NOAA Paper Chart Concerns Clarified


Boaters expressed concern earlier this year that the National Oceanic and Atmospheric Administration (NOAA) planned on ceasing the production of its more than 1,000 paper navigational charts and Raster Navigational Chart data. However, it turns out that these fears might have been a bit preemptive: BoatU.S. recently released a statement assuring boaters that paper charts are here to stay.

BoatU.S. conducted a closer reading of NOAA’s National Charting Plan, which boaters originally believed called for the cessation of paper charts. BoatU.S. said the plan actually gives no timeline for phasing out paper charts and believes this will not happen for decades.

“The way we access data today is different than how we accessed it 10 years ago, and we believe there’s a good chance it will be different 10 years from now,” said BoatUS Foundation Vice President Susan Shingledecker. “The National Charting Plan shows that NOAA is looking to evolve its products and use its resources efficiently to meet the changing needs of its users. Having nautical charts available in a range of formats is key to boating safety, and we don’t expect paper charts to go away anytime soon.”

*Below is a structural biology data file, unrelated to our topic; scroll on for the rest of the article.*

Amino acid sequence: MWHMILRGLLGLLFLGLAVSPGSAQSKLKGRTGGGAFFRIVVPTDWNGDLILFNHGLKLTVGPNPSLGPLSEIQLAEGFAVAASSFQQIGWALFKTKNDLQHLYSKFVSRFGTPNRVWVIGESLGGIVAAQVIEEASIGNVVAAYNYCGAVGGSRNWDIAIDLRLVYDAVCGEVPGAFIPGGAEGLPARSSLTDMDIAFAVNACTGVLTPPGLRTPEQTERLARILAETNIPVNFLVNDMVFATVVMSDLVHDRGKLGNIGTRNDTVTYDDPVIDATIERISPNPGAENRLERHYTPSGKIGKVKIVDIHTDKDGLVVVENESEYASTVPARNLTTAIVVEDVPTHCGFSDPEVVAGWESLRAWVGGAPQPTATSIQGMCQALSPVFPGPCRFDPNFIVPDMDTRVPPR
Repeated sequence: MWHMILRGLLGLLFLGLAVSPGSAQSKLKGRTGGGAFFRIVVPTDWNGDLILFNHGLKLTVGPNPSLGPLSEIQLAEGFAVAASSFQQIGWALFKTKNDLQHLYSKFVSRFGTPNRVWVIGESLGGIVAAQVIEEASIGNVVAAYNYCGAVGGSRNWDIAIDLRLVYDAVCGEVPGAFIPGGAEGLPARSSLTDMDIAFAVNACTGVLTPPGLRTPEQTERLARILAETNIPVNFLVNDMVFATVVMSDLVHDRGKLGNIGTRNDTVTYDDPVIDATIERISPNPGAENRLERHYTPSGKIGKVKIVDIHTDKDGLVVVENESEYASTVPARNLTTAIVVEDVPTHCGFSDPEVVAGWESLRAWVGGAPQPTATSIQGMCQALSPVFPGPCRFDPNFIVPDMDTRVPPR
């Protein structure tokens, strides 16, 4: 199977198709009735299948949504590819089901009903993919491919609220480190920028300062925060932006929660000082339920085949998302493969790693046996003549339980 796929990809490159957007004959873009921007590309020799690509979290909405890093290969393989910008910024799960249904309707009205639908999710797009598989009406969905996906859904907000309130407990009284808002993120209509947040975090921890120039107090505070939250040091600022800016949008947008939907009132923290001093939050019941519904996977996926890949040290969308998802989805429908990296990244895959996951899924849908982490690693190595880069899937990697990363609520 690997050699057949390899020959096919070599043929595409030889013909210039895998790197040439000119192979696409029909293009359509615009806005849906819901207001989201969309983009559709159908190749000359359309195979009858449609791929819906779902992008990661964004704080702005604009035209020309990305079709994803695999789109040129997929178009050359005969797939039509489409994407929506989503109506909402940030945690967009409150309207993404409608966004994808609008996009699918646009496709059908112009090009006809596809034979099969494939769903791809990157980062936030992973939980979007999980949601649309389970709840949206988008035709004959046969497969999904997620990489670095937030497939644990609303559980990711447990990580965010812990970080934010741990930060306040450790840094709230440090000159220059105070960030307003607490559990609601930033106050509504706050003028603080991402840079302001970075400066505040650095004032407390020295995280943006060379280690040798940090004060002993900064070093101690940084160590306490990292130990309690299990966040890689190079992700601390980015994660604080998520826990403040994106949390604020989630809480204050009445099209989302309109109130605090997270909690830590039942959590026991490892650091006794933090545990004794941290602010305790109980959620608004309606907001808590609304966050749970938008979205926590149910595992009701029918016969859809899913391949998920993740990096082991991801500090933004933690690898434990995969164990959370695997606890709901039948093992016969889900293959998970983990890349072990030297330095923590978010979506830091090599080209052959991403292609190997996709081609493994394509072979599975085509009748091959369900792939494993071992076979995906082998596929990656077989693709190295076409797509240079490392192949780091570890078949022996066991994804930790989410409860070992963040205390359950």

Shingledecker also said the National Charting Plan calls for changes such as more frequent chart updates and improved integration of data from other agencies (such as the U.S. Army Corps of Engineers and the U.S. Coast Guard). BoatU.S. also submitted comments to NOAA on the importance of paper navigational charts.

Proponents of paper charts say that many boaters still rely on paper charts, especially when first learning how to navigate. They also say paper charts are an important safety backup in case of an emergency and electronic charts don’t work.

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